Alum Profile: A Visionary in Afghanistan
For the past decade, Dr. Suzanne M. Griffin has developed and led education and technical programs in Afghanistan. Griffin has a Ph.D. from the UW College of Education in Curriculum and Instruction.
While Griffin has used her educational background to instruct at higher education institutions, from programs supported by Public Affairs Section at the US Embassy in Kabul to South Seattle Central Community College, her heart is in higher education, specifically the areas where technology and culture and English language learning overlap.
For more than a decade, Griffin has been forging new pathways as an educational partner and visionary in Afghanistan. Working with the US Embassy and the Deputy Minister of Education, along with dozens of colleagues and counterparts, Griffin has helped get wireless technology into the Afghanistan university system, has trained more than 7,000 teachers and 600 school administrators, and led the creation and revision of an English curriculum framework used throughout the country.
“It’s hard work, yes, but I keep going back,” Griffin explains. “I want to support the Afghanistan women. I hope that we get long-term female leaders in the educational system and I see no reason why this can’t happen.”
From her work with teacher training projects in 2006 up to her current projects on English language books for technical skills, Griffin has spent time building relationships to improve educational infrastructure and promote female leadership.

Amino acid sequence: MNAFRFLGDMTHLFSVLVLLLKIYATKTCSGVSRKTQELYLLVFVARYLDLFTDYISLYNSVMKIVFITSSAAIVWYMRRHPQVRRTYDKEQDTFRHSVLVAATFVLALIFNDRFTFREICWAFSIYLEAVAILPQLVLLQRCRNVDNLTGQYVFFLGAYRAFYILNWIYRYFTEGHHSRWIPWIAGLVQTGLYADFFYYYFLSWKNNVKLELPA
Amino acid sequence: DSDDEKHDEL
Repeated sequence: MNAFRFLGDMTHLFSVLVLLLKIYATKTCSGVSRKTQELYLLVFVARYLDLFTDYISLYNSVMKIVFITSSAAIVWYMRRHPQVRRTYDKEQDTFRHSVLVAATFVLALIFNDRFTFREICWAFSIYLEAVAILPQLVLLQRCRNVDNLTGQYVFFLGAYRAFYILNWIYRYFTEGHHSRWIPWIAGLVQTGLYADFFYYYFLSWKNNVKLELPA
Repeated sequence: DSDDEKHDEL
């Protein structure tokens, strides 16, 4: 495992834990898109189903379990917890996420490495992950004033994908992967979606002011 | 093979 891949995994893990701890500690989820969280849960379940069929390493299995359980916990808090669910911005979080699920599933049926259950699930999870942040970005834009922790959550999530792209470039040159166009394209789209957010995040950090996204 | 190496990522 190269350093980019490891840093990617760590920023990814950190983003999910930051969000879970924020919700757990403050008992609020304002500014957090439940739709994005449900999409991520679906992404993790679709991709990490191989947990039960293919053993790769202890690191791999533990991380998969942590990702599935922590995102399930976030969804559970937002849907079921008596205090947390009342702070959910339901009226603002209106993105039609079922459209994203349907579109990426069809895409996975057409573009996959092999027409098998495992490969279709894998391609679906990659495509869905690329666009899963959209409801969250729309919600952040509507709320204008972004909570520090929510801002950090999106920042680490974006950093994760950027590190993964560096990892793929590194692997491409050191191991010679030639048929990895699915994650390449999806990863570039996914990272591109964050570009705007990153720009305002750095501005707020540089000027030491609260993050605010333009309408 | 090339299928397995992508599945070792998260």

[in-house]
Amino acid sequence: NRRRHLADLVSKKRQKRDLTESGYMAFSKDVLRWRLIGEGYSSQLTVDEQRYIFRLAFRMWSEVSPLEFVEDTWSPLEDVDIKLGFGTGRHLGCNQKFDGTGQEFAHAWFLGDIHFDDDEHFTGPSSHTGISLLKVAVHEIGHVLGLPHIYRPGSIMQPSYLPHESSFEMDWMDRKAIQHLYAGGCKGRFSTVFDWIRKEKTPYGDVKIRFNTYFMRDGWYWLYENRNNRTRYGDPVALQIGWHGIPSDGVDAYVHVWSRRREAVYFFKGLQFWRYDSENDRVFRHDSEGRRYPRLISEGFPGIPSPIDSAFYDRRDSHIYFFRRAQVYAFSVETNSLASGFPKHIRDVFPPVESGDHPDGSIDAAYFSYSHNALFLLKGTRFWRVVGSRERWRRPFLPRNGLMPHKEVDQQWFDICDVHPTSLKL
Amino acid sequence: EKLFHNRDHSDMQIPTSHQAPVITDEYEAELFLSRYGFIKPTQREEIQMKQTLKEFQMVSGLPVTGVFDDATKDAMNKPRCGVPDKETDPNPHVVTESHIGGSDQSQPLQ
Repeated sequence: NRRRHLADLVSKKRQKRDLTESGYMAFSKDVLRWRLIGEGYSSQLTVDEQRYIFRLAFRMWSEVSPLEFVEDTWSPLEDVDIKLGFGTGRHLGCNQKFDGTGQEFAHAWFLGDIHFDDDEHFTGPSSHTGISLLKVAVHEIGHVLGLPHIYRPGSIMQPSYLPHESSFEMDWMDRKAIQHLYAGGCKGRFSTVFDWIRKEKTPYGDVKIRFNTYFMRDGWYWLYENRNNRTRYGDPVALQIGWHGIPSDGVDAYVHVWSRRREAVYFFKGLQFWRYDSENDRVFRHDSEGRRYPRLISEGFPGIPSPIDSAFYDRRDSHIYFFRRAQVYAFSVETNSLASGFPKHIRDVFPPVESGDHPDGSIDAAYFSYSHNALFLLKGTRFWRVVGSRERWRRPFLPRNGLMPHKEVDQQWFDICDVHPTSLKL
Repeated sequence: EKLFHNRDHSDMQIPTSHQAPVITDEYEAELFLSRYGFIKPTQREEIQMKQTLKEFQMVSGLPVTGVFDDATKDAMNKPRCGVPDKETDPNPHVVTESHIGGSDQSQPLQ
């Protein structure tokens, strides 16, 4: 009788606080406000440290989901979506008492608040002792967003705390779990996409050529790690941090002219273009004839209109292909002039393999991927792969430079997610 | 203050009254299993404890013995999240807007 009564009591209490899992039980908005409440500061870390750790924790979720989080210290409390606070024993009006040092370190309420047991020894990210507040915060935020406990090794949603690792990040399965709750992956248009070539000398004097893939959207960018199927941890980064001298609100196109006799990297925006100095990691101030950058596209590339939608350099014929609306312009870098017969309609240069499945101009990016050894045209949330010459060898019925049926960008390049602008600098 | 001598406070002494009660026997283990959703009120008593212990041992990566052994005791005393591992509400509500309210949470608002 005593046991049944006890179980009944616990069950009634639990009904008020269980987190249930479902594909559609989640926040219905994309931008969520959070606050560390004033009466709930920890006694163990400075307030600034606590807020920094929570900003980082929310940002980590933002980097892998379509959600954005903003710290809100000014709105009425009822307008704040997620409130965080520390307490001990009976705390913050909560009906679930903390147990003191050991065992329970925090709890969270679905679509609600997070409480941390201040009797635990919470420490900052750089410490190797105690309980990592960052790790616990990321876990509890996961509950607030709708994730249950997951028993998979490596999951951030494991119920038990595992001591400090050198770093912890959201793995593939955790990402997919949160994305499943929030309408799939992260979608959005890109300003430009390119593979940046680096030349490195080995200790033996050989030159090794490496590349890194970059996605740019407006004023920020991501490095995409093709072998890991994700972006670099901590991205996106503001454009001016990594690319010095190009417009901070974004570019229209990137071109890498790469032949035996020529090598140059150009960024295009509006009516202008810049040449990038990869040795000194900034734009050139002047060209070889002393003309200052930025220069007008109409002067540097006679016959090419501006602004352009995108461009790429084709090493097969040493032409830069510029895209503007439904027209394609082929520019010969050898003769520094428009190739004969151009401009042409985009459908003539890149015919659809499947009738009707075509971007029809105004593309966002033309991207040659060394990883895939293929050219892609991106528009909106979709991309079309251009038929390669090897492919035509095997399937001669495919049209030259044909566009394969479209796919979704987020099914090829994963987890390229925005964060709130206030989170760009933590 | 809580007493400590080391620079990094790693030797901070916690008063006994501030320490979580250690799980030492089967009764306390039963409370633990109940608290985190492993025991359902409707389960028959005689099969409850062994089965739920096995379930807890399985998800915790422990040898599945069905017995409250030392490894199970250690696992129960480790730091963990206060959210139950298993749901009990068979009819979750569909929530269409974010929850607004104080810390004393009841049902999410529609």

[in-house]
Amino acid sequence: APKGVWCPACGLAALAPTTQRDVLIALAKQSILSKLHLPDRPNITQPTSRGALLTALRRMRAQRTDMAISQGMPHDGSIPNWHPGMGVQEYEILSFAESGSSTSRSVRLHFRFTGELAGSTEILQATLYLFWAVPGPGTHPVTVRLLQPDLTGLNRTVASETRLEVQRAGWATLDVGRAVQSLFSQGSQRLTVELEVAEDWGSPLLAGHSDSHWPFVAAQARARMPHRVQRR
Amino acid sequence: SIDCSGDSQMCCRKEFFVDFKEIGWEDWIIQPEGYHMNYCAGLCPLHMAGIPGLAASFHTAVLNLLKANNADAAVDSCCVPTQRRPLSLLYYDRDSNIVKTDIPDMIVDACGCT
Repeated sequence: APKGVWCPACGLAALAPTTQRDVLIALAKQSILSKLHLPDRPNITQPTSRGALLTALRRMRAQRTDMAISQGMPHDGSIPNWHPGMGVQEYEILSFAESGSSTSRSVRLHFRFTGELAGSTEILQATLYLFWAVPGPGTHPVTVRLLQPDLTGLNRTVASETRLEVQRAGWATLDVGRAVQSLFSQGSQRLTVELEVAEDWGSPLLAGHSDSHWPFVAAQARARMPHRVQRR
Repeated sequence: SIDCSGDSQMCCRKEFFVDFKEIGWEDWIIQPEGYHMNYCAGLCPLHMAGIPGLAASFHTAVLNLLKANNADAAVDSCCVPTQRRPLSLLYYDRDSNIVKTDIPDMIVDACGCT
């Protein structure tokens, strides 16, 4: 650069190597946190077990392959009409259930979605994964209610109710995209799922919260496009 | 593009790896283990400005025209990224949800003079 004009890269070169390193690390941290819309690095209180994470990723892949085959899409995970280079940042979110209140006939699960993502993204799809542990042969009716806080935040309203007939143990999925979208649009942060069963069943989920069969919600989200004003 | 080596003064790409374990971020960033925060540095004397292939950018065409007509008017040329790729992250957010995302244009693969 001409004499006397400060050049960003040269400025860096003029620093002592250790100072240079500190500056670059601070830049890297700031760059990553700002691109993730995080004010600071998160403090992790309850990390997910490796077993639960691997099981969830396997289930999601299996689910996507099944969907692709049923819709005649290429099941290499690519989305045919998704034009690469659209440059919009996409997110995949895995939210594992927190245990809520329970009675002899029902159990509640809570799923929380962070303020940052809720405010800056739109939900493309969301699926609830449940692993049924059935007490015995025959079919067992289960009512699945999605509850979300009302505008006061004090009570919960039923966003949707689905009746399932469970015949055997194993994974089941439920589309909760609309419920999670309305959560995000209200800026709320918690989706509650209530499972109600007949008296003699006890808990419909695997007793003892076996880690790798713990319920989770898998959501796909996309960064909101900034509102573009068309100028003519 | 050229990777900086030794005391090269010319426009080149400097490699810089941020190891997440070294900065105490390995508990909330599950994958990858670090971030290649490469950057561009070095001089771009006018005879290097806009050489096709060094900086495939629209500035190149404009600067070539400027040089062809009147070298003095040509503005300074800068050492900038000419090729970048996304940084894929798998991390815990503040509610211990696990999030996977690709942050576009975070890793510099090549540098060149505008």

Although her work in this sphere has been the result of countless collaborations, in public spaces and in one-on-one conversations, Griffin stands out as one of the few females with a doctorate working in the education sphere.
One of her proudest moments was serving on a governance committee, alongside Afghan women, that increased equal opportunity for women in the educational system.
“The ministries went from bombed out buildings to functioning offices with strategic plans,” Griffin explains. “Yet there is still work to be done. After a big meeting where the deputy and ministers touted “Equal Opportunity for Higher Education” as a goal, I saw the dismal statistics and spoke individually with the deputy and advisers, telling them, “If you aren’t going to do anything about building up female faculty in higher education, then you aren’t going to have equal opportunity.’
Griffin is passionate about this change, saying that she wishes that more Western citizens understood that most Afghan parents` want their children, boys or girls, to be educated.
“We need to correct the idea that all Afghans don’t want their children educated because it simply isn’t true,” Griffin asserts. “The sacrifices they make to get their children to school are staggering. In some places, when a teacher has a baby or is sick, the kids lead their own classes. We’ve gone from 800,000 boys in government schools in 2002 to 8.5 million students, of which 39% were girls, in 2010.”
“A thirst for education is important. That’s how I got into my own training, after all.”